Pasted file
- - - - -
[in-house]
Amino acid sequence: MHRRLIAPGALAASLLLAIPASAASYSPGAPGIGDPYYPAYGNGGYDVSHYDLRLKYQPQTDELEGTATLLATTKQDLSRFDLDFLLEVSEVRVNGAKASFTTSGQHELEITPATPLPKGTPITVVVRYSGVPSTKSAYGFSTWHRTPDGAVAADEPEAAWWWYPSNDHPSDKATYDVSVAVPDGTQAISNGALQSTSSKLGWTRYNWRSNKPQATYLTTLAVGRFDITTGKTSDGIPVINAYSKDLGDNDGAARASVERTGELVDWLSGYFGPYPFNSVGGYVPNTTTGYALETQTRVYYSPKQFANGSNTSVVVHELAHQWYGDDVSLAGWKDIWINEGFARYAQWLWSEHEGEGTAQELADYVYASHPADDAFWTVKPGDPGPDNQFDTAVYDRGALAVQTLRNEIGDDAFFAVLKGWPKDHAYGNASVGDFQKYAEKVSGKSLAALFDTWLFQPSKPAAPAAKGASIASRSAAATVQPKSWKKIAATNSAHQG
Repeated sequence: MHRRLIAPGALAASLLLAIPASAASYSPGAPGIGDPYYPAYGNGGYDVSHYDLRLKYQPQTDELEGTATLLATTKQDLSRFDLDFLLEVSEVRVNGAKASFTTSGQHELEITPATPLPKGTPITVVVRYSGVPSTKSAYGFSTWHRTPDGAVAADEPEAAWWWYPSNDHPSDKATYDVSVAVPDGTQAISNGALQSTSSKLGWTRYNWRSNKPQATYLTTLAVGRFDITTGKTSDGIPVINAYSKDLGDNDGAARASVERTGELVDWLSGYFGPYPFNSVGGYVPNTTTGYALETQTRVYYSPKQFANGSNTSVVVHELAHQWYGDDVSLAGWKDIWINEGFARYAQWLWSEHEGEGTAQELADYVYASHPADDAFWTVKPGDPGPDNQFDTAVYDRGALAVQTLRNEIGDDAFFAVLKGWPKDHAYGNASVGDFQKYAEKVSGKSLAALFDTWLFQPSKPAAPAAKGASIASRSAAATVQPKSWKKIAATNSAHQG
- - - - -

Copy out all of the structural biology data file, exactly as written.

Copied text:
[in-house]
Amino acid sequence: MHRRLIAPGALAASLLLAIPASAASYSPGAPGIGDPYYPAYGNGGYDVSHYDLRLKYQPQTDELEGTATLLATTKQDLSRFDLDFLLEVSEVRVNGAKASFTTSGQHELEITPATPLPKGTPITVVVRYSGVPSTKSAYGFSTWHRTPDGAVAADEPEAAWWWYPSNDHPSDKATYDVSVAVPDGTQAISNGALQSTSSKLGWTRYNWRSNKPQATYLTTLAVGRFDITTGKTSDGIPVINAYSKDLGDNDGAARASVERTGELVDWLSGYFGPYPFNSVGGYVPNTTTGYALETQTRVYYSPKQFANGSNTSVVVHELAHQWYGDDVSLAGWKDIWINEGFARYAQWLWSEHEGEGTAQELADYVYASHPADDAFWTVKPGDPGPDNQFDTAVYDRGALAVQTLRNEIGDDAFFAVLKGWPKDHAYGNASVGDFQKYAEKVSGKSLAALFDTWLFQPSKPAAPAAKGASIASRSAAATVQPKSWKKIAATNSAHQG
Repeated sequence: MHRRLIAPGALAASLLLAIPASAASYSPGAPGIGDPYYPAYGNGGYDVSHYDLRLKYQPQTDELEGTATLLATTKQDLSRFDLDFLLEVSEVRVNGAKASFTTSGQHELEITPATPLPKGTPITVVVRYSGVPSTKSAYGFSTWHRTPDGAVAADEPEAAWWWYPSNDHPSDKATYDVSVAVPDGTQAISNGALQSTSSKLGWTRYNWRSNKPQATYLTTLAVGRFDITTGKTSDGIPVINAYSKDLGDNDGAARASVERTGELVDWLSGYFGPYPFNSVGGYVPNTTTGYALETQTRVYYSPKQFANGSNTSVVVHELAHQWYGDDVSLAGWKDIWINEGFARYAQWLWSEHEGEGTAQELADYVYASHPADDAFWTVKPGDPGPDNQFDTAVYDRGALAVQTLRNEIGDDAFFAVLKGWPKDHAYGNASVGDFQKYAEKVSGKSLAALFDTWLFQPSKPAAPAAKGASIASRSAAATVQPKSWKKIAATNSAHQG